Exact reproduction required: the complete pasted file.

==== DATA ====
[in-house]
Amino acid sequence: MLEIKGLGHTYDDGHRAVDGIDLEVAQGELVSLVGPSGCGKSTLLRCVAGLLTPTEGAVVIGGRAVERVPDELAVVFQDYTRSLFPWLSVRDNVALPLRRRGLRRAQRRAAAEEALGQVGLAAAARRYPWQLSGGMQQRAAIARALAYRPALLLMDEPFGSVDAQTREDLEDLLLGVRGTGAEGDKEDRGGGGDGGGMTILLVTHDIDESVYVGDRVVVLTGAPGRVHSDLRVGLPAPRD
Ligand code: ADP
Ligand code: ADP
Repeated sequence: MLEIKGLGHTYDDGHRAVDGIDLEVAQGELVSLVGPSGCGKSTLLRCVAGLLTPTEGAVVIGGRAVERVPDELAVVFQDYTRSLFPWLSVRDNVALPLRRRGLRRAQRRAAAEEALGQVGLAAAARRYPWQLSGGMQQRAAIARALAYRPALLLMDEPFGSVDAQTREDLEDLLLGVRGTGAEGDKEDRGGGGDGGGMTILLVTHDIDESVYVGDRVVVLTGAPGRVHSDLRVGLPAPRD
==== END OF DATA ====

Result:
[in-house]
Amino acid sequence: MLEIKGLGHTYDDGHRAVDGIDLEVAQGELVSLVGPSGCGKSTLLRCVAGLLTPTEGAVVIGGRAVERVPDELAVVFQDYTRSLFPWLSVRDNVALPLRRRGLRRAQRRAAAEEALGQVGLAAAARRYPWQLSGGMQQRAAIARALAYRPALLLMDEPFGSVDAQTREDLEDLLLGVRGTGAEGDKEDRGGGGDGGGMTILLVTHDIDESVYVGDRVVVLTGAPGRVHSDLRVGLPAPRD
Ligand code: ADP
Ligand code: ADP
Repeated sequence: MLEIKGLGHTYDDGHRAVDGIDLEVAQGELVSLVGPSGCGKSTLLRCVAGLLTPTEGAVVIGGRAVERVPDELAVVFQDYTRSLFPWLSVRDNVALPLRRRGLRRAQRRAAAEEALGQVGLAAAARRYPWQLSGGMQQRAAIARALAYRPALLLMDEPFGSVDAQTREDLEDLLLGVRGTGAEGDKEDRGGGGDGGGMTILLVTHDIDESVYVGDRVVVLTGAPGRVHSDLRVGLPAPRD